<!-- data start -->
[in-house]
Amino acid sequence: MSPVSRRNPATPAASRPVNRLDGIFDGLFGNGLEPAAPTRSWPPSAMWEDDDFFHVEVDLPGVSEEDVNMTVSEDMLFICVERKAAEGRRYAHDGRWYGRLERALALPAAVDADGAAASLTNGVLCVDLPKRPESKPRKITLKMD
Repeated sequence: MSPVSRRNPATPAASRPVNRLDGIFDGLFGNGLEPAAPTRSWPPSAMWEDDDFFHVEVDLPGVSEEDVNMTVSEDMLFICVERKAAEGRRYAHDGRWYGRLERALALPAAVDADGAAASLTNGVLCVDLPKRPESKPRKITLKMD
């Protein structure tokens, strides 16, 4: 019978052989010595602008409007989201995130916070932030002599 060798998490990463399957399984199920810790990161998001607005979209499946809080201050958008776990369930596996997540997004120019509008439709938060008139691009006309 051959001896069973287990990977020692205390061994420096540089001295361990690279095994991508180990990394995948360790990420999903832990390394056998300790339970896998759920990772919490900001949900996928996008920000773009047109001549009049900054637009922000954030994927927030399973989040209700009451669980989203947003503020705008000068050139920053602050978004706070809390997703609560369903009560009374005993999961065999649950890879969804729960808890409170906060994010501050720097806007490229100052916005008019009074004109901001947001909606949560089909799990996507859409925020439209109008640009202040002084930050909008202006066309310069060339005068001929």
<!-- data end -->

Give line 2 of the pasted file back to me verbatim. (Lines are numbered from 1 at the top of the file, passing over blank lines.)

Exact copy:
Amino acid sequence: MSPVSRRNPATPAASRPVNRLDGIFDGLFGNGLEPAAPTRSWPPSAMWEDDDFFHVEVDLPGVSEEDVNMTVSEDMLFICVERKAAEGRRYAHDGRWYGRLERALALPAAVDADGAAASLTNGVLCVDLPKRPESKPRKITLKMD